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Working in a multiple-document environment

From: AutoCAD 2011 Essential Training

Video: Working in a multiple-document environment

AutoCAD's interface is considered a multi-document environment. This means, we can have more than one drawing open at a time. Having multiple open drawings means we can easily share content between files. In this lesson, we're going to learn how to use the interface to manage multiple drawings. As you can see, I already have a drawing open, this is an architectural floor plan. I'd like to open another drawing. To do that, I'll move up to the Quick Access Toolbar and I'll click the Open icon. Then I'll look inside the chapter_02 folder and I'll select this drawing called the dormRoom and click Open.

Working in a multiple-document environment

AutoCAD's interface is considered a multi-document environment. This means, we can have more than one drawing open at a time. Having multiple open drawings means we can easily share content between files. In this lesson, we're going to learn how to use the interface to manage multiple drawings. As you can see, I already have a drawing open, this is an architectural floor plan. I'd like to open another drawing. To do that, I'll move up to the Quick Access Toolbar and I'll click the Open icon. Then I'll look inside the chapter_02 folder and I'll select this drawing called the dormRoom and click Open.

At this point, I have two drawings open in my interface, and you may be wondering, where did the first drawing go? Let me show you how we can flip from one open drawing to another. I'm going to select the View tab on the Ribbon, then I'll come down to the Windows Panel and I'll click Switch Windows. This brings up a list of my open drawings. The little check represents which drawing is current on screen. If I'd like the other drawing to be current, I could select its name from the list. Now, I love shortcuts. Another way we can toggle between open drawings is by pressing Ctrl+Tab.

If I press Ctrl+Tab, I can cycle through all of the open drawings in my interface. Now, may be I'd like to view both of these drawings at the same time. To do that, I'll click the Tile Vertically button, here on the Windows Panel. This gives me a nice side-by-side comparison of my files, and it's kind of like having two versions of AutoCAD open. As you can see, my focus is currently in this window. That means, I can pan, zoom and work in this file. If I place my Cursor over here and click, I can now pan, zoom and work in this drawing.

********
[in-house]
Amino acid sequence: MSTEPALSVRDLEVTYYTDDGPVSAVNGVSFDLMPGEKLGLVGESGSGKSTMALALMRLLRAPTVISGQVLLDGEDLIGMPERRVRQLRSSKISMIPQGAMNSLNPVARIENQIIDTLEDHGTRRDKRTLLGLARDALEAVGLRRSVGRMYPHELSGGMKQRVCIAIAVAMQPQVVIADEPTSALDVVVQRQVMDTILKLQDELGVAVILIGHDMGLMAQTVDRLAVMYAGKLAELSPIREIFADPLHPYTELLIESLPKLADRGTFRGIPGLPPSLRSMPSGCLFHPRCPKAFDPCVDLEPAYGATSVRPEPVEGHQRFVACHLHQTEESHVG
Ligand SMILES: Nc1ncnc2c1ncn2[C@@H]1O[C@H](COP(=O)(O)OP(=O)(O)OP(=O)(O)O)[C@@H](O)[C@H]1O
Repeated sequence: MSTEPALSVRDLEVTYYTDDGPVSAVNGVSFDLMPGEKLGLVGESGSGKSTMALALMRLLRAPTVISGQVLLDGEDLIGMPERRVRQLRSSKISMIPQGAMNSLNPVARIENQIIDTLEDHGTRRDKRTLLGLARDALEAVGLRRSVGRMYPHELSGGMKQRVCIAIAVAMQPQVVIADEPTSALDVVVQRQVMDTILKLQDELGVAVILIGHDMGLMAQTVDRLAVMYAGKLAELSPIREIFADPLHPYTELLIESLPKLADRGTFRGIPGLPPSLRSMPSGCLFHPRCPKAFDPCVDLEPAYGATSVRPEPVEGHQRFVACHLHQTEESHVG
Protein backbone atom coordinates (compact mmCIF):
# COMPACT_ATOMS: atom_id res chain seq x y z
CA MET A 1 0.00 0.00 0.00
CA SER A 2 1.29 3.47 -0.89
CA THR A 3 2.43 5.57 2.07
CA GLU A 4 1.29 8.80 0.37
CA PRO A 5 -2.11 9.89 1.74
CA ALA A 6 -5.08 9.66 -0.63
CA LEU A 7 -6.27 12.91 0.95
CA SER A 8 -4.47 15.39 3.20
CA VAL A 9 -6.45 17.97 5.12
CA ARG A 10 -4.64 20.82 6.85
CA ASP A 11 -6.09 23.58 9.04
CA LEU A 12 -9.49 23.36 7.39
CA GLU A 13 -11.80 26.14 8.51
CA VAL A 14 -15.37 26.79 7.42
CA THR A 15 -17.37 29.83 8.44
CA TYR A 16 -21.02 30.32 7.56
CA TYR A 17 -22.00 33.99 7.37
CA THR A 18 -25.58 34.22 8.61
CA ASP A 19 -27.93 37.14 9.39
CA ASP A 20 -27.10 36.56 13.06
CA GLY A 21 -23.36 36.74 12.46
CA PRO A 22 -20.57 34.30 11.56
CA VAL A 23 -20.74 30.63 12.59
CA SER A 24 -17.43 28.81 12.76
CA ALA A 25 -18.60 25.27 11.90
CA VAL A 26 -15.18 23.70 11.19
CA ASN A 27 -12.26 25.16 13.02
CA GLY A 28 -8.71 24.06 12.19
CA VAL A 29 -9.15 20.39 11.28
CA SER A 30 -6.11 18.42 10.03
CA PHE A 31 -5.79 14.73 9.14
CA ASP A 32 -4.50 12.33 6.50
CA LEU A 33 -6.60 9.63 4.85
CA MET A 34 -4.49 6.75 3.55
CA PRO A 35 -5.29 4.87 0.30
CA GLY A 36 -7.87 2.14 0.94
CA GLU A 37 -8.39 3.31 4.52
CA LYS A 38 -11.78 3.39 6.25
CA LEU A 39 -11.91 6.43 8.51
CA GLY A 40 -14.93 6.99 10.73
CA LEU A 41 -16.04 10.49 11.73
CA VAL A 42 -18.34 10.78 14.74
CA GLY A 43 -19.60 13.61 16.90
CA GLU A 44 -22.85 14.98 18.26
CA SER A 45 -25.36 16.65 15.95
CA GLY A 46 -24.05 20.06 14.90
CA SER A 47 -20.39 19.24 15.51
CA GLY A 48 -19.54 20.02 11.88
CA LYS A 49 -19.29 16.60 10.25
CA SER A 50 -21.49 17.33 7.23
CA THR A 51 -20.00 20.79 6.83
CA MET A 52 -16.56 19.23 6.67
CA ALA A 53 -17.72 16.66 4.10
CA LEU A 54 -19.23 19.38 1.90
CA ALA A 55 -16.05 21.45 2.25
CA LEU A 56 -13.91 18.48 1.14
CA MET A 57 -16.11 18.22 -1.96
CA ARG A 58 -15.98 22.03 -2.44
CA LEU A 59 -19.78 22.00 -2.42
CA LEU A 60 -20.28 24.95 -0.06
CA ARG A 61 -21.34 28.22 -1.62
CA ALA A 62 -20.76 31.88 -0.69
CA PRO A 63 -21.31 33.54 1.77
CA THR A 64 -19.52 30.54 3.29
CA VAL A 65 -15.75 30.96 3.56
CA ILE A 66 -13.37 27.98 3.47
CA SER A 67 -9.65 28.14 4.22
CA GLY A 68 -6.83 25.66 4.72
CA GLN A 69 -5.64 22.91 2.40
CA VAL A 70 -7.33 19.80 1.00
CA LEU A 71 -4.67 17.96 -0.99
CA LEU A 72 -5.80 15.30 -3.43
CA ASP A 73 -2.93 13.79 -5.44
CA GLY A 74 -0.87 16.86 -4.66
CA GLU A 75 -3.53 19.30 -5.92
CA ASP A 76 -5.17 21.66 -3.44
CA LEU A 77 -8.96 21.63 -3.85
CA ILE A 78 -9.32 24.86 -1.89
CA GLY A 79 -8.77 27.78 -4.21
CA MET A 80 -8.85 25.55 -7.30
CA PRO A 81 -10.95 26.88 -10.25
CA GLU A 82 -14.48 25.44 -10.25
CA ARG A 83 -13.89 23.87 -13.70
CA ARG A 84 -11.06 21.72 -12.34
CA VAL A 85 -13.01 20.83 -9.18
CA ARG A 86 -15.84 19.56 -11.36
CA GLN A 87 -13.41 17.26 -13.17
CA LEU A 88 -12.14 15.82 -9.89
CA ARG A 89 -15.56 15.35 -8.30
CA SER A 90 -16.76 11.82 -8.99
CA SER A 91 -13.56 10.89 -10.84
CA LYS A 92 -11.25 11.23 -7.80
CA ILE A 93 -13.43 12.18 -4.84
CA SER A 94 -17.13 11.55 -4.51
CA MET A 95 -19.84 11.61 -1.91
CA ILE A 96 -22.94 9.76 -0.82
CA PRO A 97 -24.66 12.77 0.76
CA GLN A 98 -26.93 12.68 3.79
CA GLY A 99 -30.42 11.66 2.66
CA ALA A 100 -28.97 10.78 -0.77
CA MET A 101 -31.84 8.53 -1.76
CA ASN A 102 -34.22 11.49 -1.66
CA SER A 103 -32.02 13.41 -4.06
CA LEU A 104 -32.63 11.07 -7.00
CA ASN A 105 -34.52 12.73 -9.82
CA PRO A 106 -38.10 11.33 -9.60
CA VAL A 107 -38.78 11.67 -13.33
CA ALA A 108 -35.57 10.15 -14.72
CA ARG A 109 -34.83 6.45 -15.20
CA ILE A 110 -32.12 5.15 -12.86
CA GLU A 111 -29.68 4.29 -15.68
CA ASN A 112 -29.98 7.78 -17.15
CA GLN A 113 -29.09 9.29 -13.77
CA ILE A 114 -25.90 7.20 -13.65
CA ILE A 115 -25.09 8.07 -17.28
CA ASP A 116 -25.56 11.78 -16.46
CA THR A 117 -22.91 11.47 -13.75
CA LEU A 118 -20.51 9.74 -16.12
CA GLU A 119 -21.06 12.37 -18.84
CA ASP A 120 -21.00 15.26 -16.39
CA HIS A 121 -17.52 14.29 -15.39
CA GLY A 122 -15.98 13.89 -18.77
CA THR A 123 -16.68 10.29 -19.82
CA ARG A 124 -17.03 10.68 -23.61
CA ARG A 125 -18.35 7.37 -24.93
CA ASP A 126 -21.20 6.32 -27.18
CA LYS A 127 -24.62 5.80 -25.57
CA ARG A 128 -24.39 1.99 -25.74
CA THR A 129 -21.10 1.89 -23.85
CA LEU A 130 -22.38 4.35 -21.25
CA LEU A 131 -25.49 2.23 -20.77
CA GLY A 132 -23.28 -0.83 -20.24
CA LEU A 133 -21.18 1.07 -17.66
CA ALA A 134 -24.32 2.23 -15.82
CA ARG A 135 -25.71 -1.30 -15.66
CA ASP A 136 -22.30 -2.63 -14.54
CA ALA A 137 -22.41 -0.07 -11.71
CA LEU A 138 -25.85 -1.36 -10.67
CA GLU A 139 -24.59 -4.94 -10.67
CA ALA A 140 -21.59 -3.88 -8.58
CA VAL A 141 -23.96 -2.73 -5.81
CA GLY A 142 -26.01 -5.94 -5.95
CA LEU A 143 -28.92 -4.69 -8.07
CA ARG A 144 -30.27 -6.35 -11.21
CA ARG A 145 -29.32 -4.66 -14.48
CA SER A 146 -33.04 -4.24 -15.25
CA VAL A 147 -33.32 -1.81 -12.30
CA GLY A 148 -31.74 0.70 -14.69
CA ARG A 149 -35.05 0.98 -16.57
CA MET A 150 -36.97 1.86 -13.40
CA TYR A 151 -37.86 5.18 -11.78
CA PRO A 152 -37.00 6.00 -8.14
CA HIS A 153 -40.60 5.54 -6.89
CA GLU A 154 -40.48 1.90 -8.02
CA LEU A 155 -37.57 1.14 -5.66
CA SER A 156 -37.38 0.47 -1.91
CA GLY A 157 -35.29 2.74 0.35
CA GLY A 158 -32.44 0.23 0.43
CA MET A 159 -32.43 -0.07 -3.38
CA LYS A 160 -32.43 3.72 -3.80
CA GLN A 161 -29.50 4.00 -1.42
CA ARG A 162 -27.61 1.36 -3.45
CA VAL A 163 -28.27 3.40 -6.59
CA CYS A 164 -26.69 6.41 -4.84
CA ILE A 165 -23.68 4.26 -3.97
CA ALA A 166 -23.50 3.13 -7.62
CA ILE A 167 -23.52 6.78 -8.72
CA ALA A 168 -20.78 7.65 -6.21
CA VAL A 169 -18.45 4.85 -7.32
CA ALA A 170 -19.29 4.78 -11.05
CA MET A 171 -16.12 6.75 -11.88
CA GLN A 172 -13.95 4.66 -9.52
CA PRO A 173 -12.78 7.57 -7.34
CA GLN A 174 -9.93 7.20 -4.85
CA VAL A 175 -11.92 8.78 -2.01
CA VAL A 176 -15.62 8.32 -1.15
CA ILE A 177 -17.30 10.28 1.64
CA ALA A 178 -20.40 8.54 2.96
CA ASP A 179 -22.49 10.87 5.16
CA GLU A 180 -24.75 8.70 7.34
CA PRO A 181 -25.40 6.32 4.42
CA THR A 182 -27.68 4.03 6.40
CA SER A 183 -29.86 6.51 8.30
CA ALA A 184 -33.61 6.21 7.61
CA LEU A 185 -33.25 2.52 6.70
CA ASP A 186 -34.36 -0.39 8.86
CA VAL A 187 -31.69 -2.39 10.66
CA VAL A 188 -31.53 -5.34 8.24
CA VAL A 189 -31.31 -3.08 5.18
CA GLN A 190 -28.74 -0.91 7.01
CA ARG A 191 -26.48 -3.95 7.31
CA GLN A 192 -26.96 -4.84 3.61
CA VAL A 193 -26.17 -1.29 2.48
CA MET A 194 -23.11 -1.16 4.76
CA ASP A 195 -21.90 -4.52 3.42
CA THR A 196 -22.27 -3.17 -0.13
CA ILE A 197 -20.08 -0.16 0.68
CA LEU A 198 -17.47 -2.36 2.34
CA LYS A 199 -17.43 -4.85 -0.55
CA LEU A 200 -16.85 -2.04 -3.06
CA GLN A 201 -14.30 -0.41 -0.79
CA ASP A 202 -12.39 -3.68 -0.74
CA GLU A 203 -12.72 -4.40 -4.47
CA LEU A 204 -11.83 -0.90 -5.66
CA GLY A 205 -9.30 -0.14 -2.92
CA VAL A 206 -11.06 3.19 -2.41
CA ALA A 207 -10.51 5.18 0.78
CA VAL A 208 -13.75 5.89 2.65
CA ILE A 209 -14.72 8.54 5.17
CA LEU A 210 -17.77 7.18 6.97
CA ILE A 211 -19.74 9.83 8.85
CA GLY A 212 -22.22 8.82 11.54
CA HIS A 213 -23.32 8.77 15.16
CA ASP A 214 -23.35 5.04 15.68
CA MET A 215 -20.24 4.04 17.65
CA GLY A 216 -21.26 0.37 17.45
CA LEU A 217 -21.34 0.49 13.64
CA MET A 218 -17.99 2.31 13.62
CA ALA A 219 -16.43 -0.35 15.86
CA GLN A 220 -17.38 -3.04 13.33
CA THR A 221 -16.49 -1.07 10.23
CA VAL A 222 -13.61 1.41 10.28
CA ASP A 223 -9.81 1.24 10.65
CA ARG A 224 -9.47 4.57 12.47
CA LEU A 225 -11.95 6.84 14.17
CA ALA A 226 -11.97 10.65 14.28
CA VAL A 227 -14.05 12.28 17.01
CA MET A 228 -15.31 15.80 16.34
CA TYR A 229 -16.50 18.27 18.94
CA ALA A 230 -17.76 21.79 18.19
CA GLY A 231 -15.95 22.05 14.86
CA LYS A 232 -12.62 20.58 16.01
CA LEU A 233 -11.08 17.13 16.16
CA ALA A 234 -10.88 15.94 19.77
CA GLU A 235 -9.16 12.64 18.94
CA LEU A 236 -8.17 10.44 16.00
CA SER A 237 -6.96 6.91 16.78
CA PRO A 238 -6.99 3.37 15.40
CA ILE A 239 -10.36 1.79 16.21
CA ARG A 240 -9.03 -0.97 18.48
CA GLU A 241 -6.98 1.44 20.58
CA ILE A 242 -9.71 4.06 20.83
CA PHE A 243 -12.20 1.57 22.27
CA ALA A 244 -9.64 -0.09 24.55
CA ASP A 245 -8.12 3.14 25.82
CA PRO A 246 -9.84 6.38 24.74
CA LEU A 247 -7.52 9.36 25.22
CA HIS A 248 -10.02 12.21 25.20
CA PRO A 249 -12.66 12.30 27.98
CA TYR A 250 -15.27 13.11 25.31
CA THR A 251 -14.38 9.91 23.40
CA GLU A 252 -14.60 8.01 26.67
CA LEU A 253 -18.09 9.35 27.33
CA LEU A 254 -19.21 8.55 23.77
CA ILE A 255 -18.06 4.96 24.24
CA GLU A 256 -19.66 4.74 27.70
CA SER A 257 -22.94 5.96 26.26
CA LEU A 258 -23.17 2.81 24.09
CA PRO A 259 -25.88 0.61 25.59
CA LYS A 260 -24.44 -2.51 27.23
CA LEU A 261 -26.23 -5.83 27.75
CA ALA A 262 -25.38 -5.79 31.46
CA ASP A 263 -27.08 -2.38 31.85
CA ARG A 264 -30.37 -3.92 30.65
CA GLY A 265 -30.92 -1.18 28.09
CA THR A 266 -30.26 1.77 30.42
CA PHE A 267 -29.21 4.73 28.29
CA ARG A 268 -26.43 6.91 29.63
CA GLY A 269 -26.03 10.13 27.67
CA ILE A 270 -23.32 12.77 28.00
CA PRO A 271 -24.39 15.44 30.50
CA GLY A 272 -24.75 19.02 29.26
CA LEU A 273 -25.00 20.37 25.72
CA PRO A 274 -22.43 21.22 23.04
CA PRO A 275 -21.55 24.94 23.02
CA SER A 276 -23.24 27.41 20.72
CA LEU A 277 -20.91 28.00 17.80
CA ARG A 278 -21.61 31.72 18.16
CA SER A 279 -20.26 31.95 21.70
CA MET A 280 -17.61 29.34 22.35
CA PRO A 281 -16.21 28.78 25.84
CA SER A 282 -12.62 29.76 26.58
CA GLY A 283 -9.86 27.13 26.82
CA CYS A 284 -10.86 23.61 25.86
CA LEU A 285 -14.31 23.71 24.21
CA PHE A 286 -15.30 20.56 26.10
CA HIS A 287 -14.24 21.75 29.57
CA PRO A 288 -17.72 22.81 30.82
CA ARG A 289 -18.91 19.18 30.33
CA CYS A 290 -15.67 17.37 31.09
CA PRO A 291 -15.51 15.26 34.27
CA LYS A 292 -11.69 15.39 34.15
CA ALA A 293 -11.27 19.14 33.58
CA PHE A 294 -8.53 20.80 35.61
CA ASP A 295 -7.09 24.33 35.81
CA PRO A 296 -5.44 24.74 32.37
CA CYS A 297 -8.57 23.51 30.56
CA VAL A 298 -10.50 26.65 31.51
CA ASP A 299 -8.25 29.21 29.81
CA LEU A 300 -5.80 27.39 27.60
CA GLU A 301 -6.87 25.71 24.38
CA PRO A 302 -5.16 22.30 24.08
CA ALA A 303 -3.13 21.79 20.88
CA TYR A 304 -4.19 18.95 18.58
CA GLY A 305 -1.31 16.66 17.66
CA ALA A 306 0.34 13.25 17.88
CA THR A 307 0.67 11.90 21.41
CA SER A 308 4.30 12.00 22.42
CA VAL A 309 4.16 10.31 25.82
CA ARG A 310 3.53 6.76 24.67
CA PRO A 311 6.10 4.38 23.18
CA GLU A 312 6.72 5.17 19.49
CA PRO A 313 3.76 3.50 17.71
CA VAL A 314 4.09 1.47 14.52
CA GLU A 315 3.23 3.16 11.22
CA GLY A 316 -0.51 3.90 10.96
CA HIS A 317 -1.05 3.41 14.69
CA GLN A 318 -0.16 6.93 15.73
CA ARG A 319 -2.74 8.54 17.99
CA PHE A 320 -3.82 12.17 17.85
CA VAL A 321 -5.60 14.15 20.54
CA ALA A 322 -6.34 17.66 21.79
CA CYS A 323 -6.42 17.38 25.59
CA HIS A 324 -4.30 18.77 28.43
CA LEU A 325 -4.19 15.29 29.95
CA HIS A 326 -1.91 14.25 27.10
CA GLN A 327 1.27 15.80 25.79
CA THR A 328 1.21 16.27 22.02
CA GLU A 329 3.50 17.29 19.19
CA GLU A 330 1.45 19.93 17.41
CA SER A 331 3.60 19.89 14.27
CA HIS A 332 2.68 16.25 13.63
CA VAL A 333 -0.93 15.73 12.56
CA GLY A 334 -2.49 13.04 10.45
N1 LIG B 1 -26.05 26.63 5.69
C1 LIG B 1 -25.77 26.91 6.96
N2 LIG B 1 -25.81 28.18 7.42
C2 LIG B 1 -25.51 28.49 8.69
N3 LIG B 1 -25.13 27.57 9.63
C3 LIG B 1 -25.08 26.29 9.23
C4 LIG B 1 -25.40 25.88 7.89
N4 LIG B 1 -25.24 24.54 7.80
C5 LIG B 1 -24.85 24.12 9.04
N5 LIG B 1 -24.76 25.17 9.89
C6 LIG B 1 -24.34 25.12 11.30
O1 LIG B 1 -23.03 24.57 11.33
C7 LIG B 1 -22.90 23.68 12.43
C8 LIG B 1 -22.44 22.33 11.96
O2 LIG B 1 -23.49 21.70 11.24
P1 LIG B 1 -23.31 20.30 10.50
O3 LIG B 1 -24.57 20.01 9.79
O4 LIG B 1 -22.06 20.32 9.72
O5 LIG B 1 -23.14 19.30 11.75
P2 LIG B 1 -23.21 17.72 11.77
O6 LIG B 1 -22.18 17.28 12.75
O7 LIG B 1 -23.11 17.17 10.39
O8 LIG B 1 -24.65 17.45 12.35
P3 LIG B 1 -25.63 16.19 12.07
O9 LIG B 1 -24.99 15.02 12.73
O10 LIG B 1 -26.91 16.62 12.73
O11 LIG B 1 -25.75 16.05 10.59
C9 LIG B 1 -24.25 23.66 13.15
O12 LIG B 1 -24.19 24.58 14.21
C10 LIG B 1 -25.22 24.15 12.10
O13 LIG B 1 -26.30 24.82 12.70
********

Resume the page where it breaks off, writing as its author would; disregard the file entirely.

Let me center this guy on screen a little bit better. And you may be wondering when would something like this come in handy? Well, let's say I'm working in the Bedroom area of this drawing and may be I need a symbol that represents a bed. Rather than redrawing a bed from scratch, I'll steal the geometry from this drawing. Since my focus is already in this file, I'm going to click once to select this bed and then I'll click-and-hold, this copies the geometry to my Cursor. And then I'll drag this bed over into the other file and I'll release.

Now that I'm finished, I can click the X to close this drawing. I'm not going to save changes, and I can click the Maximize button to maximize this drawing on screen. It's important to remember that whenever you're working in AutoCAD, you never have to draw the same thing twice. You can always recycle geometry from another file. By allowing us to have more than one drawing open at a time, AutoCAD makes it easy to share content between drawings.

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AutoCAD 2011 Essential Training

100 video lessons · 20281 viewers

Jeff Bartels
Author

 
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  1. 2m 8s
    1. Welcome
      1m 29s
    2. Using the exercise files
      39s
  2. 23m 33s
    1. Understanding model space
      3m 44s
    2. Accessing AutoCAD's tools
      3m 2s
    3. Leveraging dockable palettes
      3m 1s
    4. Monitoring the Status bar
      1m 28s
    5. Understanding the anatomy of a command
      2m 14s
    6. Customizing AutoCAD's preferences
      3m 13s
    7. Accessing help
      3m 38s
    8. Saving a workspace
      3m 13s
  3. 19m 42s
    1. Opening an AutoCAD drawing
      3m 2s
    2. Understanding mouse functions
      2m 44s
    3. Zooming, panning, and regenning
      4m 24s
    4. Working in a multiple-document environment
      2m 39s
    5. Saving your work
      2m 29s
    6. Saving time with templates
      4m 24s